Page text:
Visitors on the Katy Trail can enjoy hiking, biking, walking or running for 240 consecutive miles across Missouri with one 1.4-mile exception in Sedalia.
When visitors reach Boonville Road in Sedalia, they are greeted with an asphalt city street and a small brown sign: “Katy Trail State Park. Follow 1.4 mile Street Route.” Once those visitors do their best to follow small Katy Trail signs with arrows posted under stop signs and street signs directing them through winding, narrow city streets, they emerge back on the Katy Trail near Hancock Avenue and Fourth Street at the rear of the Katy Depot.
The City of Sedalia, Katy Trail Sedalia Inc., and state Rep. Nathan Beard, R-Sedalia, have been working together to gain funding to complete the only disconnect in the Katy Trail.
David Brown is president of KTSI, a nonprofit formed in 1990 to help turn the then “abandoned” Katy Trail in Sedalia into a biking trail. That goal was largely completed in 1996, Brown told the Democrat, when it was connected from St. Charles to Sedalia and a few years later the trail was connected from Sedalia to Clinton, leaving a roughly four-mile gap.
Economic Development Sedalia-Pettis County later helped acquire land to bring the trail to its current state.
“That’s when my group started working on acquiring private rights-of-way to get a corridor all the way into the Depot,” Brown said. “It was pretty obvious through various negotiations we had with the railroad we weren’t going to get very far with them. … It became obvious we were going to have to have some of the trail on local streets but still endeavored to get as much as we could off the city streets.
“We purchased some private properties from 2000 to 2005. We brought 20-foot strips adjacent to the Katy line and the part we weren’t able to negotiate with the railroad we bought a private right-of-way adjacent to it.”
Beard said there was an agreement with Missouri State Parks that if those right-of-ways could be secured, it would come through and finish the trail, footing the estimated $1.3 million bill.
KTSI has acquired all the needed land, spending about $16,000 through donations to do so, and now the next step is constructing the trail connection.
“We found out it would be tough to support financially,” City Administrator Gary Edwards said. “The city and the Katy Trail organization don’t have the funds. We came up with the idea of approaching the legislature.”
During a meeting last year about needed projects in Sedalia with local leaders, Beard and state Rep. Todd Richardson, who was the House majority leader at the time, Edwards brought up the Katy Trail disconnect, offering to have the city hire an engineer to prepare the specs and cost estimates.
The city hired Wilson Engineering and the Public Works Department put together a package for Beard to put into bill form.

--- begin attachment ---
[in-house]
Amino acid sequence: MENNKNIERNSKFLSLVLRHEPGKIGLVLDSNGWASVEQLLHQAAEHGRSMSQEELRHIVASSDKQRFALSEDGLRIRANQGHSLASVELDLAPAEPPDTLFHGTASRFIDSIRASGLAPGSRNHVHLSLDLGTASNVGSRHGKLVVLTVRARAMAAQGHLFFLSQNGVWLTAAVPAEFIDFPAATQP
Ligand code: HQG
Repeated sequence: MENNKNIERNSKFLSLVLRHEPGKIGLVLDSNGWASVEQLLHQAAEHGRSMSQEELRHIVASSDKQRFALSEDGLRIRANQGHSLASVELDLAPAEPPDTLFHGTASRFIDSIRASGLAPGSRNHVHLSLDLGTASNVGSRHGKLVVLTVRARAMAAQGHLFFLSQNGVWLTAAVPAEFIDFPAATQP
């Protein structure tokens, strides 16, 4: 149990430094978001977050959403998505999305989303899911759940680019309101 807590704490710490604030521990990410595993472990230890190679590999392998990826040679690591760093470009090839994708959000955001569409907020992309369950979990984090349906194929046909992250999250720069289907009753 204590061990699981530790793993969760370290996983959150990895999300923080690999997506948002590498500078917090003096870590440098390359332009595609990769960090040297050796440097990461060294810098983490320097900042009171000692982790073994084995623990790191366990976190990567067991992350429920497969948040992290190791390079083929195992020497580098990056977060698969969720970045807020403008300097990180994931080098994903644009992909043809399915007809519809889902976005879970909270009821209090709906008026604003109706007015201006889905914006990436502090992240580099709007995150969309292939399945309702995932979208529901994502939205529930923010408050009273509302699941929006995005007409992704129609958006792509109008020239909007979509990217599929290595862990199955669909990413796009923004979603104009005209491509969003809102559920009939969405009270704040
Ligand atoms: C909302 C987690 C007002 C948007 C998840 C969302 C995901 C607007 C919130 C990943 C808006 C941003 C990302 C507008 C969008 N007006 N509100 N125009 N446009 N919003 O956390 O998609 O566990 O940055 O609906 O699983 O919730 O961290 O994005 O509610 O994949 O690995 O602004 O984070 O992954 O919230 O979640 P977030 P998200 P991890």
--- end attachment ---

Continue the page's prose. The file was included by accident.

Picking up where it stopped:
Beard said no progress was made on the Missouri State Parks end after the initial agreement last year and he decided to begin talking with the House Appropriations Committee, which appropriates funds to the Missouri Department of Natural Resources, home of the Missouri State Parks.
Last Thursday, a delegation from Sedalia – Edwards, Brown, Mayor Stephen Galliher, Sedalia Police Department Cmdr. Dave Woolery, EDSPC Executive Director Linda Christle, and Jack Robinson and Justin Klaudt of KTSI – met with members of the House Appropriations Committee.
They spoke about the importance of connecting the trail for a number of reasons, especially safety concerns.
“People from around the world and nation are on that trail,” Edwards said. “They hit Sedalia and once they get off that trail, the roads are so narrow there’s a huge safety issue there. We can’t put lines on most of those narrow roads. It’s quite common for people to get lost because the trail is hard to follow. It’s a winding area and we’re trying to simplify that with this disconnect elimination.
“The impression people have of Sedalia, and Missouri for that matter, is that trail and when they get off the trail because of those issues – it’s hard to follow and safety – it creates a bad impression for Sedalia and of the state of Missouri.”
Beard said the Parks Director spoke after Sedalia’s presentation and offered no plans for the Katy Trail, saying funds had already been committed to other projects.
“The committee asked him why we’re starting new projects when old projects haven’t been finished,” Beard recalled. “That combined with the fact Parks has $30 million sitting in their account. They’ve been good stewards of not spending every dime, but they have that and we need $1.3 million.
“(The director) blamed the House; that committee cut the parks budget for certain reasons. I asked if the money was put back in the Senate side if they could fund the trail and they said yes.”
Beard said the Senate put the money back in the Missouri State Parks budget this week, but no decision has been made regarding funding for the Katy Trail disconnect project. He said he plans to work over the next few weeks to get the project on the priority list to be accomplished this year.
Time is running out though, as the legislative session ends May 13.
“When (the trail is completed), it could be a matter of fact we have the longest continuous rail trail in the country,” Brown said. “Up to now we’ve got a trail that comes about 185 miles into Sedalia then a gap where there is no trail then it picks up from the Depot and goes on into Clinton. For years they’ve been touting this as being a 240-mile continuous and it hasn’t been. When this is complete, we’ll have a continuous trail.”
Nicole Cooke can be reached at 660-530-0138 or @NicoleRCooke.